Consider the experiment of tossing a single coin. Two outcomes are possible, viz. obtaining a head or obtaining a tail. The probability that it is a tail is 1/2, i.e. 0.5. This probability is determined without an experiment based on the principle that each of the possible outcomes must be equally likely. In reality it may not be that, for every two tosses there will be one tail. But if the number of tosses is increased, however, the actual results will approximate more closely to the one-in-two pattern. Thus, in 2000 tosses there may be 998 tails. If the probability of a tail being tossed is one in two, it does not follow that, in order to maintain the probability ratio, the next toss will produce a head.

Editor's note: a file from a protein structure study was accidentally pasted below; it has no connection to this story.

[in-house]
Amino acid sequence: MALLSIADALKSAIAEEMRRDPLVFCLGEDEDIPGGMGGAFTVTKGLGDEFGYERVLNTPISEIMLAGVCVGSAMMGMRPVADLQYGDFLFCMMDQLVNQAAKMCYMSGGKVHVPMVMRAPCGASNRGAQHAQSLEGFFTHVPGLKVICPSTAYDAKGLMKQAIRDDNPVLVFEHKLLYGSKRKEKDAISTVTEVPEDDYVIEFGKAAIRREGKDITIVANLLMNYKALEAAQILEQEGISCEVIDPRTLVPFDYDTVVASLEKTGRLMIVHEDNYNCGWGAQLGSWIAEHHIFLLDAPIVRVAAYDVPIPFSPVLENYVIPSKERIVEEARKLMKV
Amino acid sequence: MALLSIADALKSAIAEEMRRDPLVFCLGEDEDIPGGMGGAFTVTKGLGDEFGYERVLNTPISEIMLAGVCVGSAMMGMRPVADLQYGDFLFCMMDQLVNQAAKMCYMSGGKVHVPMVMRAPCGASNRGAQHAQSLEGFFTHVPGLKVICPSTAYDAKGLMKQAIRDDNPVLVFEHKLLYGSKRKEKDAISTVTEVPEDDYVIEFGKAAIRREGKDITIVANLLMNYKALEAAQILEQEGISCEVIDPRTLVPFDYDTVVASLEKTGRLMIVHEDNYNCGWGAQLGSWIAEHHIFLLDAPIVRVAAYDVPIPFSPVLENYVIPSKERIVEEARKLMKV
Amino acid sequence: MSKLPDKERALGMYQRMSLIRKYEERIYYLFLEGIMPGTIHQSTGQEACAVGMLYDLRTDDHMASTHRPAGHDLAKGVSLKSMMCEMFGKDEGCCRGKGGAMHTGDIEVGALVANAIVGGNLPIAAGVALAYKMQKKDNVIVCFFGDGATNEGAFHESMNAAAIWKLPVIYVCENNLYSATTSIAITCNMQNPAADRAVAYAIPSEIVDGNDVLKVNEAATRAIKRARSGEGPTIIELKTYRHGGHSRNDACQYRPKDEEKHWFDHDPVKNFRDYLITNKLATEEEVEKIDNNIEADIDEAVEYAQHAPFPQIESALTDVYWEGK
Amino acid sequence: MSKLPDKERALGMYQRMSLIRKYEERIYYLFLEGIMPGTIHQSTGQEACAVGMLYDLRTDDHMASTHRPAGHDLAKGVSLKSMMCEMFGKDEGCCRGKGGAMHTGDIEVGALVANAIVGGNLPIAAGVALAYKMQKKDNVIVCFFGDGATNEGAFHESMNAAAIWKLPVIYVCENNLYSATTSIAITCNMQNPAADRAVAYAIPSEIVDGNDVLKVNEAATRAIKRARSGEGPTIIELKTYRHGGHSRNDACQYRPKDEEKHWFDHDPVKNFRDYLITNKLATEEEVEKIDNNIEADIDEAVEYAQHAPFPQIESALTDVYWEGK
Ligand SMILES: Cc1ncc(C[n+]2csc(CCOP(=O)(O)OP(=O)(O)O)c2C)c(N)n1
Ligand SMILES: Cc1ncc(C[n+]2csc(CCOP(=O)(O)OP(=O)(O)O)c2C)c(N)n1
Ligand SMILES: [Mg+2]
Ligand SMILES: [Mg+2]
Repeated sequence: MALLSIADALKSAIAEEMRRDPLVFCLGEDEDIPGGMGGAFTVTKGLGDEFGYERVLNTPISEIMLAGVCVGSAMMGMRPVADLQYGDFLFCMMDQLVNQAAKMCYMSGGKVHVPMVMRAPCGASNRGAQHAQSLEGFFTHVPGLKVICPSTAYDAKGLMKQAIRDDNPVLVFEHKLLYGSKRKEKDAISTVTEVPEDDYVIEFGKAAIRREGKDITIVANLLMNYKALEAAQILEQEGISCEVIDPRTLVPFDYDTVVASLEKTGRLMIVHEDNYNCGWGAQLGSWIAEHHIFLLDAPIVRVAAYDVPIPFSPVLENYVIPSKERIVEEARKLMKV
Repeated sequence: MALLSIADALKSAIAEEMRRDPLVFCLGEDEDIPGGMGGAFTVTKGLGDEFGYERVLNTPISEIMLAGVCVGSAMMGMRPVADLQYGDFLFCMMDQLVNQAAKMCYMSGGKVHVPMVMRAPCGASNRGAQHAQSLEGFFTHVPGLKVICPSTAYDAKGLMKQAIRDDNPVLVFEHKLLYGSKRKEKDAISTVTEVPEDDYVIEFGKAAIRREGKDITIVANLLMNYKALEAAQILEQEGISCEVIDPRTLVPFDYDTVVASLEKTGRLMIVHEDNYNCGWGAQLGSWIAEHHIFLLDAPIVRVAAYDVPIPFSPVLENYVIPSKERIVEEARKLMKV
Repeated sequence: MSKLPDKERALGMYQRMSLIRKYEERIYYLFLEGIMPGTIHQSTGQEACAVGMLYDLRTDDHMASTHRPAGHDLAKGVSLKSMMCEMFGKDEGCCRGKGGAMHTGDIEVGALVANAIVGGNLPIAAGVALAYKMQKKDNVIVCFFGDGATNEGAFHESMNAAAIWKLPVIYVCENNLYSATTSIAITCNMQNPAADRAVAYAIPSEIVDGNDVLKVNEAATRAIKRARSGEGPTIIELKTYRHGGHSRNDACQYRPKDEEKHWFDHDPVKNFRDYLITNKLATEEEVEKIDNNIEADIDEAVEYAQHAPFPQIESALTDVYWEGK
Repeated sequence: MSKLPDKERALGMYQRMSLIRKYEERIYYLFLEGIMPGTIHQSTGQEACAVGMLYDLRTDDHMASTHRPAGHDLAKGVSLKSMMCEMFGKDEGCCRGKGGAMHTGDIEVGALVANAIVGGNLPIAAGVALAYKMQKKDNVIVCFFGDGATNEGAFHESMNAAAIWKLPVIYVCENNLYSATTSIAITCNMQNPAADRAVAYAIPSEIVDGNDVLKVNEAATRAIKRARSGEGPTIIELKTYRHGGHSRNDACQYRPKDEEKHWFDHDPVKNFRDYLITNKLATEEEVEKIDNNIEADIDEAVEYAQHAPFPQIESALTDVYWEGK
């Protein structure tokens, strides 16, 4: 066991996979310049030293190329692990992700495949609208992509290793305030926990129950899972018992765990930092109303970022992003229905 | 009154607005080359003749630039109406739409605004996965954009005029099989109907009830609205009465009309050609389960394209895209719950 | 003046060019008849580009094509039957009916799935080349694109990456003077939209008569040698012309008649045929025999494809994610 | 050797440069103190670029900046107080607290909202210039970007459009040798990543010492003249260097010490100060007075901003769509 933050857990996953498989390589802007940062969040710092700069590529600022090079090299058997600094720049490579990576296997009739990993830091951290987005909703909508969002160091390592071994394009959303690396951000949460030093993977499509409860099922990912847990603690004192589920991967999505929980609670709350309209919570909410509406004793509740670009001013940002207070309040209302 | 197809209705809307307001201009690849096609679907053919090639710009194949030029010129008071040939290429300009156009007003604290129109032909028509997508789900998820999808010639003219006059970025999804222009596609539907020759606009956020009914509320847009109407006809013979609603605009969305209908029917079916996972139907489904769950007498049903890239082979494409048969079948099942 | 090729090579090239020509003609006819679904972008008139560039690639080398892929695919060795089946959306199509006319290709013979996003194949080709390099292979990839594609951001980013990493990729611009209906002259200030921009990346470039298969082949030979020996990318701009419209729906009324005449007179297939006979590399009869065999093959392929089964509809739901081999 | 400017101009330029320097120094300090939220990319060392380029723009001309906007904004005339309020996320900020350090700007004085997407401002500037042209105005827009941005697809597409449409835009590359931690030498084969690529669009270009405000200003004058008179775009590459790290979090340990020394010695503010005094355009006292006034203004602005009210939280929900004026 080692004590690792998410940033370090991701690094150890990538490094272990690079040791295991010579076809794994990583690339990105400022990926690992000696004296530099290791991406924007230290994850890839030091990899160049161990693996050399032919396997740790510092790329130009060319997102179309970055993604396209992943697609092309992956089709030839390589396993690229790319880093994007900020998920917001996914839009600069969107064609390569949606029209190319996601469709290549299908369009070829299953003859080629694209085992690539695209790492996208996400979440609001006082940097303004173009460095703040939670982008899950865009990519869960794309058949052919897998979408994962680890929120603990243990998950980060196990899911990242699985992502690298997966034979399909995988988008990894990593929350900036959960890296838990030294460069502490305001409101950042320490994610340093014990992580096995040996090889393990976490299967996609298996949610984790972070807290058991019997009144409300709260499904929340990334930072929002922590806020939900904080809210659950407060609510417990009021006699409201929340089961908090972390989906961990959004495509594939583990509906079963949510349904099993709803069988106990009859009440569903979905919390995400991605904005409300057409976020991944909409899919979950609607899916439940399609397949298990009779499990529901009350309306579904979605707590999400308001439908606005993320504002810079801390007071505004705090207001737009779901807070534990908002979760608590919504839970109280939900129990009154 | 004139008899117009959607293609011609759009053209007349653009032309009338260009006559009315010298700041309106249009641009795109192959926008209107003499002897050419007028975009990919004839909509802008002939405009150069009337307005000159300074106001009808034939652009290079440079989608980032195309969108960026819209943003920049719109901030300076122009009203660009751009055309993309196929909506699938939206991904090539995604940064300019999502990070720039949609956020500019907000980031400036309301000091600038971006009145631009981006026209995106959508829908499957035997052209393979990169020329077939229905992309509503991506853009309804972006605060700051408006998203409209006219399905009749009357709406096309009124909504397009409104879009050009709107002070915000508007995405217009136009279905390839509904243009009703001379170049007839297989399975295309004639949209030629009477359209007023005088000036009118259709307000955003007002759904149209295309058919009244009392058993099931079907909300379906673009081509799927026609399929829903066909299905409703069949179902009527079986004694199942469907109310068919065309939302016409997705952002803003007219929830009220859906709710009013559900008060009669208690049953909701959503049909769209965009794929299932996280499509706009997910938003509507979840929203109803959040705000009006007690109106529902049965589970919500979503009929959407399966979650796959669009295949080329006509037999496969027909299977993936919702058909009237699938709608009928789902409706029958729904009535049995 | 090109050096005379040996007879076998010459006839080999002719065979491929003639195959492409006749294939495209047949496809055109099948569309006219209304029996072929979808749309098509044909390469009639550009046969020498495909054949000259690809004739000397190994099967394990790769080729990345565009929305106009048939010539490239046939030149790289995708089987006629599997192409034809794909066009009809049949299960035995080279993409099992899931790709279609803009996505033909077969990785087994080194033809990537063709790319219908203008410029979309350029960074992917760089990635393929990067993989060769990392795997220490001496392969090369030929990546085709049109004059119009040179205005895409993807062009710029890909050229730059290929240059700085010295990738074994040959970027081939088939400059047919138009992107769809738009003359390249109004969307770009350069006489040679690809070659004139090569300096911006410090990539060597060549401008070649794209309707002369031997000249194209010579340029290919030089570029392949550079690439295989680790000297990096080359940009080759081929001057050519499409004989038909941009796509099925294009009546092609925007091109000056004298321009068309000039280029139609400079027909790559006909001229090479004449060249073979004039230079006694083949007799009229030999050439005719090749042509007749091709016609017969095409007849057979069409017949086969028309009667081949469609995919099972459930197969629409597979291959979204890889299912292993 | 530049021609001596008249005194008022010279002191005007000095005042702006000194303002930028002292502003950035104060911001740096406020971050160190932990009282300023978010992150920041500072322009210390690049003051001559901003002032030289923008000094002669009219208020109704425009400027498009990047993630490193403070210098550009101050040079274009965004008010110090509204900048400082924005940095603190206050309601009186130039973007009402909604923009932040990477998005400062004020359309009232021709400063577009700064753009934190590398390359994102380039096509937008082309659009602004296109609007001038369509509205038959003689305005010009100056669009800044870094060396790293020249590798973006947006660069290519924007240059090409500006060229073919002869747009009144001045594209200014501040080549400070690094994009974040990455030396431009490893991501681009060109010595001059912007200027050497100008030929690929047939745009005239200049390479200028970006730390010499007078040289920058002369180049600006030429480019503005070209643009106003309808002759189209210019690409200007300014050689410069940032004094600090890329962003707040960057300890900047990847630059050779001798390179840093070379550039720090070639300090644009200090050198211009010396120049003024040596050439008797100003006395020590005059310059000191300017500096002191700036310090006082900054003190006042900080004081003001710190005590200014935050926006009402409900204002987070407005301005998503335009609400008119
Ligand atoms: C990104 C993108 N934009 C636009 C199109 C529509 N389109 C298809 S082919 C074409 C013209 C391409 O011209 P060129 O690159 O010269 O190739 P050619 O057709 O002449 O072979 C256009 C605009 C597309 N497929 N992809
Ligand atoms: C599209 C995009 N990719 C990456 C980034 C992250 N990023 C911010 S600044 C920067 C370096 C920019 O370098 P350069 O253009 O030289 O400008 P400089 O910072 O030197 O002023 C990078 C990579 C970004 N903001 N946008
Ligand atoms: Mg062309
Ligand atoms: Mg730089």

As per the Classical approach, the probability is the ratio of the number of equally likely possible outcomes favorable for an event to the total number of possible outcomes. If there are m possible outcomes that favor the occurrence of event A and there are n total possible outcomes, then the probability of the occurrence of event A is the ratio of m to n (m/n). The possible outcomes favorable for an event and total number of outcomes must be known without performing experiments.